Saturday November 17, 2001
Cow colostrum tipped to be big earner as trials begin on benefits
Clinical trials are starting at Sydney's Centre for Digestive Disease on the use of New Zealand cow colostrum as a diet supplement for humans.
Colostrum is a fluid taken from the first five milkings of dairy cows that have given birth. Its immunoglobulins provide a wide range of health benefits, including some immunities for calves.
It is processed into products for the health supplement market, and in Australia is used as an immune system booster and to help the growth of lean muscle in athletes.
In New Zealand, the use of colostrum for human health products is an expanding industry, worth $30 million to $50 million a year, and likely to soar in value in the next few years.
Fonterra subsidiary Speciality Ingredients Group is building on work done by New Zealand Dairy Group which led to pilot trials that suggest colostrum products could relieve symptoms of gastric problems such as acute chronic bowel disease, irritable bowel syndrome and Crohn's disease.
An ethics committee has approved clinical trials under gastroenterologist Thomas Borody, said Charles Williams, international sales and marketing manager of Speciality Ingredients.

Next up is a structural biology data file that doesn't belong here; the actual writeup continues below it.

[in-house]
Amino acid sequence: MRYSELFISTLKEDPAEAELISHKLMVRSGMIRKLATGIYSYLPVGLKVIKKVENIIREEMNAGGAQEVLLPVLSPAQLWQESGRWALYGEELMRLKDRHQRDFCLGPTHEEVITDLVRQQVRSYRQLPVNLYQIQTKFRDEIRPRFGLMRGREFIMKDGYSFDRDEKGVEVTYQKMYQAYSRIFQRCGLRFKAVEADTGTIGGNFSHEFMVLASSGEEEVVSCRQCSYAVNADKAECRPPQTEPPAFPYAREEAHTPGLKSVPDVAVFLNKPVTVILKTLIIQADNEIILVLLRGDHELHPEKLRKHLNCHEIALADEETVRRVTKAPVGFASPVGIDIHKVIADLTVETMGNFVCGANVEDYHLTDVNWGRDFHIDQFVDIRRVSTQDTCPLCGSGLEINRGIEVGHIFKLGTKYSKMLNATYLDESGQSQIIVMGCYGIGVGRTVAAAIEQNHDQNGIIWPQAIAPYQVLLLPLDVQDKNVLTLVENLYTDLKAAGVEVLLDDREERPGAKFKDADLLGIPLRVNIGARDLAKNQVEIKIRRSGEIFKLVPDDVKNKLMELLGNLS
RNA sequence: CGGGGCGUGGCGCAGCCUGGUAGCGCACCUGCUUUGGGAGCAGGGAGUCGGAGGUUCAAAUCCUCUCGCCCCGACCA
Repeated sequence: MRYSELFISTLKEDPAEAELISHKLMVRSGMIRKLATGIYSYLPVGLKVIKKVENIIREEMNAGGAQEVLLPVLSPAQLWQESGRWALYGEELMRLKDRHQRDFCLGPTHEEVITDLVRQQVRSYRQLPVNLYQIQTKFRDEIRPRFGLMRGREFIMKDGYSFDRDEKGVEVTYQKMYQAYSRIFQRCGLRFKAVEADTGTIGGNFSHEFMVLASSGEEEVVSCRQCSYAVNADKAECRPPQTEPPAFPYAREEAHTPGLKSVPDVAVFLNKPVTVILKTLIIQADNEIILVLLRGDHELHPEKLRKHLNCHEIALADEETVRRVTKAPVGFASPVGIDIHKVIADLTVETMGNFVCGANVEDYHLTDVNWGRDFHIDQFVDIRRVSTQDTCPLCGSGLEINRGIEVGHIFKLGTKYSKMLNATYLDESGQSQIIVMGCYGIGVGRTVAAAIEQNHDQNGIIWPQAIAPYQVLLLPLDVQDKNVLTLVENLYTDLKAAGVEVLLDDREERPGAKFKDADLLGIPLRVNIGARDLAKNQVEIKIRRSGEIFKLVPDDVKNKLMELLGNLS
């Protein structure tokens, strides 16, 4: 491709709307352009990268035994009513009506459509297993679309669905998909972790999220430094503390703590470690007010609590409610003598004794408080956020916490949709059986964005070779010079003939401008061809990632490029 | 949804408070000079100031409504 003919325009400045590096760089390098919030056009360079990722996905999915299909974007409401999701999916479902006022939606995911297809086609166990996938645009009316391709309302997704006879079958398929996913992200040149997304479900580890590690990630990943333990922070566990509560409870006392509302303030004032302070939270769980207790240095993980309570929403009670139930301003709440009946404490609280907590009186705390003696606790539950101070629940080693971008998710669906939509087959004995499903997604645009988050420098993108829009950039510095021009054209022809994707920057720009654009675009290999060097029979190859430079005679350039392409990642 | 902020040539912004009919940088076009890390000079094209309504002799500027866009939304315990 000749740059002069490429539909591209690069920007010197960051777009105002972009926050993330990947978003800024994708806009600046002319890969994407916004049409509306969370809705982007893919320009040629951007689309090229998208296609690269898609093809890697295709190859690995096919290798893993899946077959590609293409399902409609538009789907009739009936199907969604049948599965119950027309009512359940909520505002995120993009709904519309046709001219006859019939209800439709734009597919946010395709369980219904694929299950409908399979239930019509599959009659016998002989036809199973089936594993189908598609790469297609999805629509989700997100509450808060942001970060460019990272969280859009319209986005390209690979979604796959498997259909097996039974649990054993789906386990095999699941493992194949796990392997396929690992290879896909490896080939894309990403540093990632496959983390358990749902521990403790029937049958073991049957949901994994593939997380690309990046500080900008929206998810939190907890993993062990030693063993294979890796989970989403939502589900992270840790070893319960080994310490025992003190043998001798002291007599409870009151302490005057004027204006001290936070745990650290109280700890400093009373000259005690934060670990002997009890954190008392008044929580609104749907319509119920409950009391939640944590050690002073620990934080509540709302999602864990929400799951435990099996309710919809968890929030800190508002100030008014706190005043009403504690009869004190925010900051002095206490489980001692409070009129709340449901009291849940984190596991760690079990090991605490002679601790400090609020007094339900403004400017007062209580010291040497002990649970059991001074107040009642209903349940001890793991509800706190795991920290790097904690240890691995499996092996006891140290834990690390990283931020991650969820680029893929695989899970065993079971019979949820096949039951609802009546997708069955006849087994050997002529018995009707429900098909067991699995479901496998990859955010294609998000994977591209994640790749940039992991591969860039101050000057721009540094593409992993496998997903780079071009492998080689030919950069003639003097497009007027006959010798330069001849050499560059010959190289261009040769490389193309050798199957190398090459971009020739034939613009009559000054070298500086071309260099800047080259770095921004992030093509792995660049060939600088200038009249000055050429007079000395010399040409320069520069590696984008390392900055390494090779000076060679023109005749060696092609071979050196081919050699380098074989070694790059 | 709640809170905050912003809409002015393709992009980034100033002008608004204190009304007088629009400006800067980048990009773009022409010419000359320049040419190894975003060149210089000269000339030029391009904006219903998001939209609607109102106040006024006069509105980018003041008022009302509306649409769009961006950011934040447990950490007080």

Big cosmetic companies had shown an interest in the "nutriceuticals" creams. There was also huge potential for "biotherapeutics" to be used as digestive aids, as an infant formula supplement for mothers who are unable to breast feed, and as a medical food to help treat specific diseases.
Much of the company's research has been in conjunction with Otago University.
About $1 million was spent by Dairy Group on research and development, and the Speciality Ingredients Group now had revenues of about $10 million a year, Mr Williams said.
Farmers contracted to supply the colostrum - under strict protocols and a grade system - were paid up to $1.20 a litre for the "first milk" in July and early August, which gave them early season cashflow.
Farmers registered to supply had to guarantee their own new calves would get at least two to three litres of colostrum, which was essential to create an immune system and to seal the gut.
Much of the product was exported to the United States, Southeast Asia, and recently to Europe. In Switzerland, it is made into digestive-aid capsules, tablets and energy bars.